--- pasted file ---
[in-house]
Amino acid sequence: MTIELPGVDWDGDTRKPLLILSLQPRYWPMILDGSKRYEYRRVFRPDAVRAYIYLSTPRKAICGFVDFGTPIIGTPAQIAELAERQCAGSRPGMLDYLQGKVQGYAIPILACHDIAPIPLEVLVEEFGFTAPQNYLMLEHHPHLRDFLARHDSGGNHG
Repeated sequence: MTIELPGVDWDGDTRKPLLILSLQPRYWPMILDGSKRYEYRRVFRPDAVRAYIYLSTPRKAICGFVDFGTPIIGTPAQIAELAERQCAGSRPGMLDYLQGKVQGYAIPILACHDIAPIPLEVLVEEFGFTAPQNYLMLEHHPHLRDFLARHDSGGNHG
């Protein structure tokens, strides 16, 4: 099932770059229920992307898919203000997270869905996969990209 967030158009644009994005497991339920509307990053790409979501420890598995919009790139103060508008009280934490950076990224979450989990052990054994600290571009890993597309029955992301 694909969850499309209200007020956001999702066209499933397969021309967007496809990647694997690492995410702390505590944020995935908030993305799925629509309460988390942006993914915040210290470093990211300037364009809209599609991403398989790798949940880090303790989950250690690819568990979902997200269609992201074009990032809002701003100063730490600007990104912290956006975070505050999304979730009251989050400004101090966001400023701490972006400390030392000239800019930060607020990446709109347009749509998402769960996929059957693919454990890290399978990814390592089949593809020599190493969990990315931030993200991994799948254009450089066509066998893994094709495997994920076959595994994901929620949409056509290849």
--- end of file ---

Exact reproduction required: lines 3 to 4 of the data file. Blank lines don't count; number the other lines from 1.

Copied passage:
Repeated sequence: MTIELPGVDWDGDTRKPLLILSLQPRYWPMILDGSKRYEYRRVFRPDAVRAYIYLSTPRKAICGFVDFGTPIIGTPAQIAELAERQCAGSRPGMLDYLQGKVQGYAIPILACHDIAPIPLEVLVEEFGFTAPQNYLMLEHHPHLRDFLARHDSGGNHG
């Protein structure tokens, strides 16, 4: 099932770059229920992307898919203000997270869905996969990209 967030158009644009994005497991339920509307990053790409979501420890598995919009790139103060508008009280934490950076990224979450989990052990054994600290571009890993597309029955992301 694909969850499309209200007020956001999702066209499933397969021309967007496809990647694997690492995410702390505590944020995935908030993305799925629509309460988390942006993914915040210290470093990211300037364009809209599609991403398989790798949940880090303790989950250690690819568990979902997200269609992201074009990032809002701003100063730490600007990104912290956006975070505050999304979730009251989050400004101090966001400023701490972006400390030392000239800019930060607020990446709109347009749509998402769960996929059957693919454990890290399978990814390592089949593809020599190493969990990315931030993200991994799948254009450089066509066998893994094709495997994920076959595994994901929620949409056509290849």